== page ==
- Measuring Growth
- School Reports
- District Reports
- Teacher Reports
- Accessing the Teacher Reports
- Teacher Value-Added
- Teacher Diagnostic
- Teacher Custom Diagnostic
- Teacher Value-Added Summary
- Reports for Administrators
- Student Reports
- Comparison Reports
- Additional Resources
- Admin Help
- Understanding Accounts
- Managing Accounts
- State Admin Tasks
- District Admin Tasks
- School Admin Tasks
- Changing a User's Email Address
- Resetting a User's Password
- Deactivating and Reactivating Accounts
- Sharing Account Management
- Creating Usage Reports
- General Help
Interpreting the Data
The purpose of the Teacher Diagnostic reports is to help teachers assess the growth of students at different achievement levels. These reports can help teachers and admins set priorities for improving the differentiation of instruction to meet the needs of students at all achievement levels.
When the Teacher Diagnostic report opens, the data is displayed in a bar chart.
In this chart, the blue bars represent the growth of students in the most recent year. If you have data from the previous year, you'll see gold bars on the chart, as well. The gold bars represent the growth of students that this teacher had instructional responsibility for in the same subject or grade in the previous year. (The teacher has instructional responsibility for different students each year. Therefore, these are not the same students represented by the blue bar.)
The green line represents expected growth.
Each bar has dotted black whiskers. The dotted whiskers mark two standard errors above and below the growth measure. It's important to consider the standard error as you interpret the growth measures represented by the bars on the chart. Consider the overall pattern of the bars rather than focusing on any individual value. However, it can be helpful to keep these guidelines in mind.
|A bar that is at least one standard error above the line suggests that the group's average achievement level increased.|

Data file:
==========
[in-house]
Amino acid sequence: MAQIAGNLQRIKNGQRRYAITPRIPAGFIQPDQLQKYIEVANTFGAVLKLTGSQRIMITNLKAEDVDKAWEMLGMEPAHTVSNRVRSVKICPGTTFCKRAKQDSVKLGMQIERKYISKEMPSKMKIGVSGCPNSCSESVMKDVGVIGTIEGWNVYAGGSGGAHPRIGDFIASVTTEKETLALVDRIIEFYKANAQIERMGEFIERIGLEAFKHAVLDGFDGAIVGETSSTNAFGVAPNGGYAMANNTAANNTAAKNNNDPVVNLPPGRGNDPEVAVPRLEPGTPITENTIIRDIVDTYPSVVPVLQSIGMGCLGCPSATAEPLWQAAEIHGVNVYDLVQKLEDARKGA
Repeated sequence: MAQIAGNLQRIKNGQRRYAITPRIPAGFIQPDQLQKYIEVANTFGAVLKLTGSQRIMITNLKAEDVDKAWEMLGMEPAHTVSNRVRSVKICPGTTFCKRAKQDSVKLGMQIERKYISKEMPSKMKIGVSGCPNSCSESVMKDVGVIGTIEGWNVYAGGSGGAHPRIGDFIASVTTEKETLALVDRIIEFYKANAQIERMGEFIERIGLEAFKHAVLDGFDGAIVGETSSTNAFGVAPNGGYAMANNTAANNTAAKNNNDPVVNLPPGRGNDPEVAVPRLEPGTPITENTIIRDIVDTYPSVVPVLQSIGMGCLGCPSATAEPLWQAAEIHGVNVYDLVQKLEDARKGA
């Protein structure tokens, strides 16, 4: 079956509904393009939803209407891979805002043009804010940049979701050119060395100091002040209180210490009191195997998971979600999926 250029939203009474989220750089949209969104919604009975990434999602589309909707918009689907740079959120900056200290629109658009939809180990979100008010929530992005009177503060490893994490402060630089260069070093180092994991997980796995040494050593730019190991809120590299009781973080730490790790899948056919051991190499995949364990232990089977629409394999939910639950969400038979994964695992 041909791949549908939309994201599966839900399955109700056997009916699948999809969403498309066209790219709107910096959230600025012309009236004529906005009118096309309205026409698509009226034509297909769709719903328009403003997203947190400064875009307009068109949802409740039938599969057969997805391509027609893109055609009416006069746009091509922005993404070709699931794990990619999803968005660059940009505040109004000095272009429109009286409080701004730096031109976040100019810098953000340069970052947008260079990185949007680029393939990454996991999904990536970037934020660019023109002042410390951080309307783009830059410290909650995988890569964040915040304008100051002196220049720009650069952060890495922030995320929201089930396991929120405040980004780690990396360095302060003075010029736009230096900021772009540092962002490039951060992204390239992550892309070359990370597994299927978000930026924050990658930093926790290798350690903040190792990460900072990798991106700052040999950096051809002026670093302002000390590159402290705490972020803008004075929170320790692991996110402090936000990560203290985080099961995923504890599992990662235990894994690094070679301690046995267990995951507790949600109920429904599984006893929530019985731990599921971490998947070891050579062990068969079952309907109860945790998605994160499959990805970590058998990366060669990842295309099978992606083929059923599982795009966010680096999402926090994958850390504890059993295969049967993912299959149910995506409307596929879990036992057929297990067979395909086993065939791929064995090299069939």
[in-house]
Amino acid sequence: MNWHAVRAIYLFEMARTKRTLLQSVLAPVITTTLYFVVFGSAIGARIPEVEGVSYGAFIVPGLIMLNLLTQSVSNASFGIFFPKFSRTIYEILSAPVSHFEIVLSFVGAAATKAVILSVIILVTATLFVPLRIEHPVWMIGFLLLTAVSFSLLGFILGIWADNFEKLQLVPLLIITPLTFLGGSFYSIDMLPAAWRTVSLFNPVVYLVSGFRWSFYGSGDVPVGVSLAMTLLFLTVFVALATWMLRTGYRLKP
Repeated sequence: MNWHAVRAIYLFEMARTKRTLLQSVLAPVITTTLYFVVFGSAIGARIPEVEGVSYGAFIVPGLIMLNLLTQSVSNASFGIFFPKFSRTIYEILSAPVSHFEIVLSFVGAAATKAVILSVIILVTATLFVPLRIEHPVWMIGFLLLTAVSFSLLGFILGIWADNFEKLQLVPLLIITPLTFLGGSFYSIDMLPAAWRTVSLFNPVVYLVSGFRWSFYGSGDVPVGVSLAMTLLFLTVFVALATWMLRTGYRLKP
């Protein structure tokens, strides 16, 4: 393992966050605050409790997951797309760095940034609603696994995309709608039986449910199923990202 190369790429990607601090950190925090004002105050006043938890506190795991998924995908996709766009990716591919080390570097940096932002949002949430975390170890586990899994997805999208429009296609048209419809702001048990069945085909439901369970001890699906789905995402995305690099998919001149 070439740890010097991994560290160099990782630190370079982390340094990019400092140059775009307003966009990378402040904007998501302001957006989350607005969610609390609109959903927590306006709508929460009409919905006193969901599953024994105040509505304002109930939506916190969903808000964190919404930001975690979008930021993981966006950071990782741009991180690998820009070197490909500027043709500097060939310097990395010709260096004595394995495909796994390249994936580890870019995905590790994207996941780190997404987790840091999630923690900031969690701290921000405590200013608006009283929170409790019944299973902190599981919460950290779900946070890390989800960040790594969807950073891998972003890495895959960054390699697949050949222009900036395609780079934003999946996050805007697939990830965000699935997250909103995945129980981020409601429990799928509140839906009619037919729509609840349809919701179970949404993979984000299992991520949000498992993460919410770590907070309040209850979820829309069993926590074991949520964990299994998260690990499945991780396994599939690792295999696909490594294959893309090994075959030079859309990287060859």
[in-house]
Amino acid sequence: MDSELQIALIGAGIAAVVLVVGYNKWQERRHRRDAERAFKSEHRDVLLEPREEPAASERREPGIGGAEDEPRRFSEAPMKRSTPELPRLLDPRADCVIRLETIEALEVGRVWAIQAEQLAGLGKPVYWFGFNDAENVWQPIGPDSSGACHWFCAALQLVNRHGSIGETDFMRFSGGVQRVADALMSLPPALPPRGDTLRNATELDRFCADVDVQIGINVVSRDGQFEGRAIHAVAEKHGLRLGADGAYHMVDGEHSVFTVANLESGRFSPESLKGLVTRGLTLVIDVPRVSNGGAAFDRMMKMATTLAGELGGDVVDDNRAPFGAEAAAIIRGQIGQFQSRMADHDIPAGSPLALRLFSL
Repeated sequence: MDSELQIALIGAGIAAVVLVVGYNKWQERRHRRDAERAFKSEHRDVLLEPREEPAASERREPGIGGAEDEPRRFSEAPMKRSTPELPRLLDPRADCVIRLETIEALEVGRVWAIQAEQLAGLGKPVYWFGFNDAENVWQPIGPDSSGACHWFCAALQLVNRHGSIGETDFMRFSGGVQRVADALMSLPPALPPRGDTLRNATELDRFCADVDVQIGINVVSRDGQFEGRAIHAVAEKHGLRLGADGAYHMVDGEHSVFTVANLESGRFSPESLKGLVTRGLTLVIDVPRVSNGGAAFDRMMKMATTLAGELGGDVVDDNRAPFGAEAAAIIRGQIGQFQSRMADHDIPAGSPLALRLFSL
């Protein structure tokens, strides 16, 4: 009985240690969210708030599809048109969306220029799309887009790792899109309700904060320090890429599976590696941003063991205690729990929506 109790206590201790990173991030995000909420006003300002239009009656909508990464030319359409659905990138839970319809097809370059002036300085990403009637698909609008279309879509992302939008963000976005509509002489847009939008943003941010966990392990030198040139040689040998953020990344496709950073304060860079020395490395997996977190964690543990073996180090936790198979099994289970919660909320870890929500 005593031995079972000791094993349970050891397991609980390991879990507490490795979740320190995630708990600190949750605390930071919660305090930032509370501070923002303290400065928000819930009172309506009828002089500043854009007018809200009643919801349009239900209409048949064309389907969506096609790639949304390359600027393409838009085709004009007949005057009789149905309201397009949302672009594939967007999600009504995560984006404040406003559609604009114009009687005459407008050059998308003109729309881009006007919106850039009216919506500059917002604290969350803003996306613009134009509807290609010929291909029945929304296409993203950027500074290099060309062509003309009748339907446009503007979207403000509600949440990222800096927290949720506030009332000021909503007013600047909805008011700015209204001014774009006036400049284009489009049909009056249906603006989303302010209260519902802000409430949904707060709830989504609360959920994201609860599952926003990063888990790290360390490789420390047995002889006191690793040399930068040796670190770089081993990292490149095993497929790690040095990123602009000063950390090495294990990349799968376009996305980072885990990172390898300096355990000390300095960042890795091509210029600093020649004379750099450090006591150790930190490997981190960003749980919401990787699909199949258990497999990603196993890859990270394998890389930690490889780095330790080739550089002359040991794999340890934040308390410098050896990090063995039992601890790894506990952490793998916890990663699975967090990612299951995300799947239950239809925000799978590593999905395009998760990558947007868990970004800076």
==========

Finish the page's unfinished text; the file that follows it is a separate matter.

|Likewise, if the bar is at least one standard error below the green line, the group likely lost ground academically, on average.|
|Regardless of whether the bar is above or below the green line, if it is within one standard error of the line, the evidence suggests the group's average achievement did not increase or decrease.|
Keep in mind that the percentage of instructional responsibility is factored only into the analysis that generates the growth measures on the value-added reports. In contrast, the percentage of instructional responsibility is not included in the calculation of the growth measures in the diagnostic reports. In the diagnostic reports, the growth measure for each group reflects the influence of all teachers who had instructional responsibility in the selected grade and subject or course.
It can also be helpful to view the pie chart.
The size of each pie slice represents the percentage of students who were in each of the achievement groups. Students are placed into these groups based on where their achievement level in this subject falls in the state distribution, so a teacher's students might not be evenly distributed across the three groups. Teachers who serve a lower-achieving population will see more students in achievement group 1, whereas teachers with a large number of high-achievers will see more students in achievement group 3.
It's possible for students at all achievement levels to demonstrate growth.
The slices of the pie are color-coded to indicate whether the group's average achievement level increased, decreased, or remained about the same compared to expected growth.
Growth Measure Compared to Expected Growth
At least one standard error above
Moderate evidence that the teacher's students made more growth than expected.
Between one standard error above and one standard error below
Evidence that the teacher's students made growth as expected.
More than one standard error below
Moderate evidence that the teacher's students made less growth than expected.
Not enough students to generate a growth measure.
As you reflect on these reports, you might want to ask yourself these questions:
- Did each group make enough growth to at least meet expected growth?
- Is there a difference in the amount of growth the groups made? For example, did the group of high-achievers make significantly more growth than the low-achievers?
- If there is a difference in the amount of growth across achievement groups, what factors might have contributed to the differences?
- How can this information inform instructional practices, strategies, and programs?